December 17, 2004

The Real Life List: Things Not Likely to Make the 1000 Things List

No sooner had I posted the item below than a reader noted in the Comments on Dear Seth, The First Thing to Know Is to "Enable Comments!" -- "Apparently the ethereal Seth neither eats, sleeps, nor braves the elements, since his lists don't include such red-state skills as cook dinner, make the bed, or wash your clothes. Are all our thinkers being raised by wolves these days?"

A fair question to which the answer, I suppose, is, "No, those who think that they're thinkers were probably raised by parents expecting the advent of ovine avialtion before the Second Coming." Looking over Seth's list and the one's that he's plucked out of his trackbacks, I'm seeing a slight trend towards the real world, but only as far as "The Real World via MTV."

All of which brought to mind the famous quote by Robert Heinlein in Time Enough for Love

A human being should be able to
  • change a diaper,
  • plan an invasion,
  • butcher a hog,
  • conn a ship,
  • design a building,
  • write a sonnet,
  • balance accounts,
  • build a wall,
  • set a bone,
  • comfort the dying,
  • take orders,
  • give orders,
  • cooperate,
  • act alone,
  • solve equations,
  • analyze a new problem,
  • pitch manure,
  • program a computer,
  • cook a tasty meal,
  • fight efficiently,
  • die gallantly.
Specialization is for insects. - RobertHeinlein
It seems to me that the items on this particular list should be among the first given to children during their formative years and, with the exception of the last, none should be graduated from high school without demonstrating proven abilities in each of them.

Are there others? I think it is the height of hubris to go for 1,000 unless, like Seth Godin, you're planning on picking other's brains to help you make a tidy little PDF book for free.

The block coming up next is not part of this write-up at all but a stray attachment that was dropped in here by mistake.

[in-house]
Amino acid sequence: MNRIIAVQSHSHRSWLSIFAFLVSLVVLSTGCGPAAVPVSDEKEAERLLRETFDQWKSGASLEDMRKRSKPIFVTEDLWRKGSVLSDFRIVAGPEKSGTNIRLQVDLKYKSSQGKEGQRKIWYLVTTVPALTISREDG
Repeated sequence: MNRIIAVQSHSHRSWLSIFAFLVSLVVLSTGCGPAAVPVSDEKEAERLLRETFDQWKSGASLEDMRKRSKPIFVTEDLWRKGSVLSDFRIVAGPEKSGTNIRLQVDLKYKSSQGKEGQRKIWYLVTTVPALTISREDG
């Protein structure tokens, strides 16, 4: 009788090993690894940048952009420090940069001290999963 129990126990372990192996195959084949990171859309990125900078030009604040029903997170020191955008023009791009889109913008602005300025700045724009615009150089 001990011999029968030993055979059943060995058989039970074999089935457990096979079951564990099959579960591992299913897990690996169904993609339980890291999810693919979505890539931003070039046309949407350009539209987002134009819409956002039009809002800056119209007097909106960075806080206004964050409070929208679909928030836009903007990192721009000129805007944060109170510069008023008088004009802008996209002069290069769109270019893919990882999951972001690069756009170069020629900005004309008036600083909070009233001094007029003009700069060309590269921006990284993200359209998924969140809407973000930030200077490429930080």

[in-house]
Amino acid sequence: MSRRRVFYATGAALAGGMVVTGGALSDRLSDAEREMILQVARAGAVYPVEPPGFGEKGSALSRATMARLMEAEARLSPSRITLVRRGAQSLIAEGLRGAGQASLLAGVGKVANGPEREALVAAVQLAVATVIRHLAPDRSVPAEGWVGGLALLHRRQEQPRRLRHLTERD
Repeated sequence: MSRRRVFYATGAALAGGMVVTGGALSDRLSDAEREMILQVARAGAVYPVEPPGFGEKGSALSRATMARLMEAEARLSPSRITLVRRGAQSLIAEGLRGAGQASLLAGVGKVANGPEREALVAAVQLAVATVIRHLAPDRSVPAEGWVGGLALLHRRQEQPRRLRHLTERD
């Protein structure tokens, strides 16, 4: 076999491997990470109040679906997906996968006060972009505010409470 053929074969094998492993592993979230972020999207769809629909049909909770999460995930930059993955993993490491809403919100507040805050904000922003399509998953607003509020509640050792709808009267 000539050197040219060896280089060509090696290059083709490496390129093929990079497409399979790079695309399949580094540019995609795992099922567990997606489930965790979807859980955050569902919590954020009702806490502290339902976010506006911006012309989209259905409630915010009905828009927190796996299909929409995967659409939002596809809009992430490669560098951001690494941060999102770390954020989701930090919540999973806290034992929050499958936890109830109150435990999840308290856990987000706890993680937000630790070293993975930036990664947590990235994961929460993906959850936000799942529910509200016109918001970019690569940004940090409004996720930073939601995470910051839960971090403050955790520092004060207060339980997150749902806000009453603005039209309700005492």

How many abilities should any person have in order to get through life in a reasonable manner?

Here, at least, comments are OPEN.

Posted by Vanderleun at December 17, 2004 2:42 PM
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"It is impossible to speak in such a way that you cannot be misunderstood." -- Karl Popper N.B.: Comments are moderated and may not appear immediately. Comments that exceed the obscenity or stupidity limits will be either edited or expunged.

I have a vague recollection of another list of things any high school grad should be able to do. R. A. Lafferty? Education of the Camiroi? I'm reaching back more than thirty years here.

Posted by: Dave Schuler at December 17, 2004 3:31 PM

Porcine perhaps Gerard? No more the flight able
but certainly less sheepish.

Posted by: Steel Turman at December 17, 2004 7:38 PM

Ah, you might think so, but then you would miss the deep Monty Python reference:

City Gent
Oh, jolly good too. (surveys field; he looks puzzled) I say, those are sheep aren't they?


City Gent
Yes, yes of course, I thought why are they up in the trees?

A fair question and one that in recent weeks has been much on my mind. It's my considered opinion that they're nesting.

City Gent


City Gent
Like birds?

Ar. Exactly. Birds is the key to the whole problem. It's my belief that these sheep are laborin' under the misapprehension that they're birds. Observe their behavior. Take for a start the sheeps' tendency to 'op about the field on their back legs. (off-screen baa-ing) Now witness their attempts to fly from tree to tree. Notice that they do not so much fly as...plummet. (sound of sheep plummeting) Observe for example that ewe in that oak tree. She is clearly trying to teach her lamb to fly. (baaaaaa...thump) Talk about the blind leading the blind.